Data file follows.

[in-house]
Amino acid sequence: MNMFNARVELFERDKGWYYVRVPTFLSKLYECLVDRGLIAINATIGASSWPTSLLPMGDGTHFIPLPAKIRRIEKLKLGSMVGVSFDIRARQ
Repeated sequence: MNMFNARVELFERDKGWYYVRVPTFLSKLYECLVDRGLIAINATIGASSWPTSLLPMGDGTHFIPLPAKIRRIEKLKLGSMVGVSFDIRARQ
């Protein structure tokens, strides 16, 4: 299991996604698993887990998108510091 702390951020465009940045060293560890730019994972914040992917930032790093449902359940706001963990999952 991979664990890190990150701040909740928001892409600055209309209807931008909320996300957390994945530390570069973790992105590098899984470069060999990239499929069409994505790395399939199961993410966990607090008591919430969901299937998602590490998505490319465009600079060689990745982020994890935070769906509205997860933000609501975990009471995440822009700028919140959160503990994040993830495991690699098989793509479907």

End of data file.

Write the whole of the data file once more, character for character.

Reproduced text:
[in-house]
Amino acid sequence: MNMFNARVELFERDKGWYYVRVPTFLSKLYECLVDRGLIAINATIGASSWPTSLLPMGDGTHFIPLPAKIRRIEKLKLGSMVGVSFDIRARQ
Repeated sequence: MNMFNARVELFERDKGWYYVRVPTFLSKLYECLVDRGLIAINATIGASSWPTSLLPMGDGTHFIPLPAKIRRIEKLKLGSMVGVSFDIRARQ
């Protein structure tokens, strides 16, 4: 299991996604698993887990998108510091 702390951020465009940045060293560890730019994972914040992917930032790093449902359940706001963990999952 991979664990890190990150701040909740928001892409600055209309209807931008909320996300957390994945530390570069973790992105590098899984470069060999990239499929069409994505790395399939199961993410966990607090008591919430969901299937998602590490998505490319465009600079060689990745982020994890935070769906509205997860933000609501975990009471995440822009700028919140959160503990994040993830495991690699098989793509479907």